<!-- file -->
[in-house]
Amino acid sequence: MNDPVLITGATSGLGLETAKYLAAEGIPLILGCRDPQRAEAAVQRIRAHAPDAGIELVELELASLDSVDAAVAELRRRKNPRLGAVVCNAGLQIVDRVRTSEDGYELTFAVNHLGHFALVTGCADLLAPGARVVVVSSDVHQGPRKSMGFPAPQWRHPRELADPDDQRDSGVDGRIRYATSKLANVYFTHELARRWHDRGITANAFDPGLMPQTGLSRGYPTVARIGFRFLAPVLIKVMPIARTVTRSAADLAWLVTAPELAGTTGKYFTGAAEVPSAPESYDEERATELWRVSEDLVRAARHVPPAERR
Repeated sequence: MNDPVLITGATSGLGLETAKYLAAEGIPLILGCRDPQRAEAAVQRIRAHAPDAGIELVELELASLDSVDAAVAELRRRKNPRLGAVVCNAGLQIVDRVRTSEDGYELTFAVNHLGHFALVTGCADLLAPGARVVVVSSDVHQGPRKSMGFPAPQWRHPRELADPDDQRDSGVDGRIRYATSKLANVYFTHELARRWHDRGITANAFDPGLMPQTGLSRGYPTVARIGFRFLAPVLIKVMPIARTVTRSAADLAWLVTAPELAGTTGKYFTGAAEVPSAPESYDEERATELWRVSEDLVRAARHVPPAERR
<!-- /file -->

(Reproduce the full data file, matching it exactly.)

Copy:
[in-house]
Amino acid sequence: MNDPVLITGATSGLGLETAKYLAAEGIPLILGCRDPQRAEAAVQRIRAHAPDAGIELVELELASLDSVDAAVAELRRRKNPRLGAVVCNAGLQIVDRVRTSEDGYELTFAVNHLGHFALVTGCADLLAPGARVVVVSSDVHQGPRKSMGFPAPQWRHPRELADPDDQRDSGVDGRIRYATSKLANVYFTHELARRWHDRGITANAFDPGLMPQTGLSRGYPTVARIGFRFLAPVLIKVMPIARTVTRSAADLAWLVTAPELAGTTGKYFTGAAEVPSAPESYDEERATELWRVSEDLVRAARHVPPAERR
Repeated sequence: MNDPVLITGATSGLGLETAKYLAAEGIPLILGCRDPQRAEAAVQRIRAHAPDAGIELVELELASLDSVDAAVAELRRRKNPRLGAVVCNAGLQIVDRVRTSEDGYELTFAVNHLGHFALVTGCADLLAPGARVVVVSSDVHQGPRKSMGFPAPQWRHPRELADPDDQRDSGVDGRIRYATSKLANVYFTHELARRWHDRGITANAFDPGLMPQTGLSRGYPTVARIGFRFLAPVLIKVMPIARTVTRSAADLAWLVTAPELAGTTGKYFTGAAEVPSAPESYDEERATELWRVSEDLVRAARHVPPAERR